War Between Neighbors: The Coming of the Civil War
Edward Ayers, President of the University of Richmond, discusses his prize-winning book, In the Presence of Mine Enemies: War in the Heart of America, 1859-1863. Based on an archive of documents that Professor Ayers collected from two counties, one in Virginia and one in Pennsylvania, he explores the way that sectionalism grew in these communities before and during the Civil War.
Abraham Lincoln: A Biographer's Notes
Richard Carwardine is Rhodes Professor of American History at Oxford University, author of Lincoln: A Life of Purpose and Power, and winner of the 2004 Lincoln Book Prize. In this lecture, he discusses different aspects of Lincoln's life. Why is Lincoln a mythic figure? How early in his career did he develop his views against slavery? What role did religion play in his life? Professor Carwardine analyzes Lincoln's greatness as well as his humility.
The Civil War
The collective memory of the Civil War differs throughout America. To some the bloody conflict was a fight for emancipation and equality. For others, it represents the noble, but ultimately failed, attempt by the Confederacy to assert its sovereignty. In this wide-ranging lecture, delivered at the London School of Economics, Civil War historian David Blight examines American memory of the Civil War and how it has both hindered and facilitated justice and healing it its wake. Arguing for a history that is not just "frozen into formulas," Blight delivers a moving meditation on a part of American history that is still very much alive today.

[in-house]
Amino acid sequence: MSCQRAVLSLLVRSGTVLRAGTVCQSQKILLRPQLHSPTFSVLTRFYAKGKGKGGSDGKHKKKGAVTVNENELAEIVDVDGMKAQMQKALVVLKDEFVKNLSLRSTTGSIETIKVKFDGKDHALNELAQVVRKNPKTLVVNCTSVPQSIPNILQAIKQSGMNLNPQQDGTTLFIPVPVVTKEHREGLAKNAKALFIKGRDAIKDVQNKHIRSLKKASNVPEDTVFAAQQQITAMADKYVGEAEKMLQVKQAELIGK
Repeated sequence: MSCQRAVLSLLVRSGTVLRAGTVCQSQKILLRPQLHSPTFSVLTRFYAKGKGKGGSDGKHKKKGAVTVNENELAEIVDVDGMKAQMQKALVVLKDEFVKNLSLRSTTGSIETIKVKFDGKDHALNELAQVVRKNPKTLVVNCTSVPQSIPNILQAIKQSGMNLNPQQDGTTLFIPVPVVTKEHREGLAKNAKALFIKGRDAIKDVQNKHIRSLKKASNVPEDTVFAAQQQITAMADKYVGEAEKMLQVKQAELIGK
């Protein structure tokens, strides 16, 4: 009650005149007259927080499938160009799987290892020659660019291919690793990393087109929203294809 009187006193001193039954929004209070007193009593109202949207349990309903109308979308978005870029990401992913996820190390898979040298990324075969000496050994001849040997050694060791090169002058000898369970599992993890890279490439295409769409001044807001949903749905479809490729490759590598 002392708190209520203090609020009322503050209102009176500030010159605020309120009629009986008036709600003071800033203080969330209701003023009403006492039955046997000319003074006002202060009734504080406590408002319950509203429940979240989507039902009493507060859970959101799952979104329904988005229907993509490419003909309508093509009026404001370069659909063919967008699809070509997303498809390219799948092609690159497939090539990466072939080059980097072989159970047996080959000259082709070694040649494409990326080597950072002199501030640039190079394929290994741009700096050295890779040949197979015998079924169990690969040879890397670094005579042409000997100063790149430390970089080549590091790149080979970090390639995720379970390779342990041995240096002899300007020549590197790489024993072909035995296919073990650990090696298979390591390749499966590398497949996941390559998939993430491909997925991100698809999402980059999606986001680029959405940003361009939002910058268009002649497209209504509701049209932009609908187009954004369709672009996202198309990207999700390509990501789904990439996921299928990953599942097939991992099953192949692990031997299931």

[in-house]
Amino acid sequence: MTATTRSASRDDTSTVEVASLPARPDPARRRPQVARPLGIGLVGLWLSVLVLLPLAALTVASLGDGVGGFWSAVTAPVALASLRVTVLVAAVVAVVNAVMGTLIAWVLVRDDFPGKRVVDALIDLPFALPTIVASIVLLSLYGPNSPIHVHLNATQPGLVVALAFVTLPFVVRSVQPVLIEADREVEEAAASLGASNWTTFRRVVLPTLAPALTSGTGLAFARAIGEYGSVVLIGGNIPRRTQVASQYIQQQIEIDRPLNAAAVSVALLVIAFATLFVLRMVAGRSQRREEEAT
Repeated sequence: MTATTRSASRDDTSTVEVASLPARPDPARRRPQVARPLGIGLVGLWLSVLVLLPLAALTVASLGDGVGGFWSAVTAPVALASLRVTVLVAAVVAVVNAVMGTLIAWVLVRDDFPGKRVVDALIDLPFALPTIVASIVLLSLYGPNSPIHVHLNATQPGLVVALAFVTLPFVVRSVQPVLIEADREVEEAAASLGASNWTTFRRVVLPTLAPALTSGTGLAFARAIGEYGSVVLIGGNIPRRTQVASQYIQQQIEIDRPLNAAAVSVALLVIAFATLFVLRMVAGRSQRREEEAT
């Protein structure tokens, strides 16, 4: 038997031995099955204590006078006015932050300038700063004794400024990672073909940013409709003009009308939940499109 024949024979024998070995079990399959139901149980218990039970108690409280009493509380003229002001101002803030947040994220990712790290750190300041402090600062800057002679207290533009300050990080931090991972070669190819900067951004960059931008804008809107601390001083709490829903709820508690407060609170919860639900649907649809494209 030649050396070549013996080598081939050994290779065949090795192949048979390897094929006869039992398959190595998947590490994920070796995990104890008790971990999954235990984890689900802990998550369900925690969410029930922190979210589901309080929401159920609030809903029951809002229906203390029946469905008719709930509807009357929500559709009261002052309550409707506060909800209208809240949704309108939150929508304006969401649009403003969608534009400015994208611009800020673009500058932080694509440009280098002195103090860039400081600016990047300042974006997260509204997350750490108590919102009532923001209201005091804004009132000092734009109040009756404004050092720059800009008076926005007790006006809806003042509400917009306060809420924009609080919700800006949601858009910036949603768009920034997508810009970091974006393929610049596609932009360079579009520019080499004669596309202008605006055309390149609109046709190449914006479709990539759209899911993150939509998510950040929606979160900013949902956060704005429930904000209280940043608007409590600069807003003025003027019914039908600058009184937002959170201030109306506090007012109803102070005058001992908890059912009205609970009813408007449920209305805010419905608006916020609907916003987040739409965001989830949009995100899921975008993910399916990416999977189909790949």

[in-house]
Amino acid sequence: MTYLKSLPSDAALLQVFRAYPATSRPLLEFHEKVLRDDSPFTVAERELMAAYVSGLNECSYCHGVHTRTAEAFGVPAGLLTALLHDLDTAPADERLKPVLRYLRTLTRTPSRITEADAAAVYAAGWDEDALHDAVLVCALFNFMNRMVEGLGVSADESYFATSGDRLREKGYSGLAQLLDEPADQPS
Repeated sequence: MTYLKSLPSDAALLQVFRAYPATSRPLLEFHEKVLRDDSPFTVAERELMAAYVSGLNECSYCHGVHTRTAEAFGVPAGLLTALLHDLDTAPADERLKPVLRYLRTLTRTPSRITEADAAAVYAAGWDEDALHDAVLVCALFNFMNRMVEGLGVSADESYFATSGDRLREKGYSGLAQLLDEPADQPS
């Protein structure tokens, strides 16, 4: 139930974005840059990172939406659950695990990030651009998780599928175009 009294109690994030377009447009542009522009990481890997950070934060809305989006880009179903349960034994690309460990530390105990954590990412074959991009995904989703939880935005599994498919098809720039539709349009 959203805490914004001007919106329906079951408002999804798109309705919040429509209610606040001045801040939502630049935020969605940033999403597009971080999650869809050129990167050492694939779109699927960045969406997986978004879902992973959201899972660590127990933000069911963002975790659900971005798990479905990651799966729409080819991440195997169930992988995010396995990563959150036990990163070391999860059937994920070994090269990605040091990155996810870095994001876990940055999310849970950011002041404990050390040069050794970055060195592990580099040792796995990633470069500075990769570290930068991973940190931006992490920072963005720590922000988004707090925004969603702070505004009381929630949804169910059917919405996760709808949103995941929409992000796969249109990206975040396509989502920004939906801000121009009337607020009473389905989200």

The Civil War in American Memory
Gary Gallagher, John L. Nau III Professor in the History of the American Civil War at the University of Virginia, discusses different Civil War narratives that emerged in the popular consciousness after the war. From the "Lost Cause" rhetoric of the defeated Confederacy to the "Emancipation Cause" advanced by the Union, Gallagher explains the ways in which these narratives created a new American identity.
Lincoln's Emancipation Proclamation
Henry L. Luce Professor of the Civil War Era and Professor of History at Gettysburg College, Allen Guelzo examines Abraham Lincoln's motivations for issuing the Emancipation Proclamation in January of 1863. Guelzo contends that the proclamation is among the most misunderstood of the Civil War era, a necessary and even desperate attempt by Lincoln to enact a form of emancipation that would pass legal muster. Guelzo traces the evolution of Lincoln's views on emancipation with particular emphasis on the strategic and moral calculus that factored into the momentous proclamation of 1863.
The Bondwomans Narrative
Henry Louis Gates, Jr., Alphonse Fletcher University Professor and Director of the W.E.B. Du Bois Institute of African American History at Harvard University, recalls his thrilling search for the true author of The Bondwoman's Narrative, and the real-life Civil War Era counterparts to the novel's cast of characters.